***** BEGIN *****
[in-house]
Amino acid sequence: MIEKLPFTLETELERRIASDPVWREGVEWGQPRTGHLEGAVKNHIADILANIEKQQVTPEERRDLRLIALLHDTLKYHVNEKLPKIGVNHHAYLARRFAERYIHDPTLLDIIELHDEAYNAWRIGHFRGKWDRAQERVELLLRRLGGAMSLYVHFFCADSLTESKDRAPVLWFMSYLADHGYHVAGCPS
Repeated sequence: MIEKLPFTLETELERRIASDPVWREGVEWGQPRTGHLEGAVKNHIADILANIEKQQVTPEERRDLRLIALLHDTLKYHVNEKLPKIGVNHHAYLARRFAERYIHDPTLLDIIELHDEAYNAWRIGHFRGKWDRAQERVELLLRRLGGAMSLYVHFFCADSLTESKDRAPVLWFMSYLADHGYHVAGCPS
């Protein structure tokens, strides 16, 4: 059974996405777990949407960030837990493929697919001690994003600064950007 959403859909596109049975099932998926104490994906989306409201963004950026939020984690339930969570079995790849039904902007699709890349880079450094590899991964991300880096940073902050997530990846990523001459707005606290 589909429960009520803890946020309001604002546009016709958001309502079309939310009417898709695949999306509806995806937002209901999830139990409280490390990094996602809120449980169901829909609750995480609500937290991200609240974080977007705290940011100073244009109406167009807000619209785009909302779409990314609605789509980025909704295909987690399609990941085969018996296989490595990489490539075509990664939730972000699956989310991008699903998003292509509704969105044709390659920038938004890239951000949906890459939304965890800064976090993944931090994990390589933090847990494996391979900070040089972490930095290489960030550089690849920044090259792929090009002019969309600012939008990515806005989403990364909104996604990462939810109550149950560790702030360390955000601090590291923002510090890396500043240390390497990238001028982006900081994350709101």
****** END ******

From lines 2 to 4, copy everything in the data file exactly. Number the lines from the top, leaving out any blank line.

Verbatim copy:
Amino acid sequence: MIEKLPFTLETELERRIASDPVWREGVEWGQPRTGHLEGAVKNHIADILANIEKQQVTPEERRDLRLIALLHDTLKYHVNEKLPKIGVNHHAYLARRFAERYIHDPTLLDIIELHDEAYNAWRIGHFRGKWDRAQERVELLLRRLGGAMSLYVHFFCADSLTESKDRAPVLWFMSYLADHGYHVAGCPS
Repeated sequence: MIEKLPFTLETELERRIASDPVWREGVEWGQPRTGHLEGAVKNHIADILANIEKQQVTPEERRDLRLIALLHDTLKYHVNEKLPKIGVNHHAYLARRFAERYIHDPTLLDIIELHDEAYNAWRIGHFRGKWDRAQERVELLLRRLGGAMSLYVHFFCADSLTESKDRAPVLWFMSYLADHGYHVAGCPS
């Protein structure tokens, strides 16, 4: 059974996405777990949407960030837990493929697919001690994003600064950007 959403859909596109049975099932998926104490994906989306409201963004950026939020984690339930969570079995790849039904902007699709890349880079450094590899991964991300880096940073902050997530990846990523001459707005606290 589909429960009520803890946020309001604002546009016709958001309502079309939310009417898709695949999306509806995806937002209901999830139990409280490390990094996602809120449980169901829909609750995480609500937290991200609240974080977007705290940011100073244009109406167009807000619209785009909302779409990314609605789509980025909704295909987690399609990941085969018996296989490595990489490539075509990664939730972000699956989310991008699903998003292509509704969105044709390659920038938004890239951000949906890459939304965890800064976090993944931090994990390589933090847990494996391979900070040089972490930095290489960030550089690849920044090259792929090009002019969309600012939008990515806005989403990364909104996604990462939810109550149950560790702030360390955000601090590291923002510090890396500043240390390497990238001028982006900081994350709101």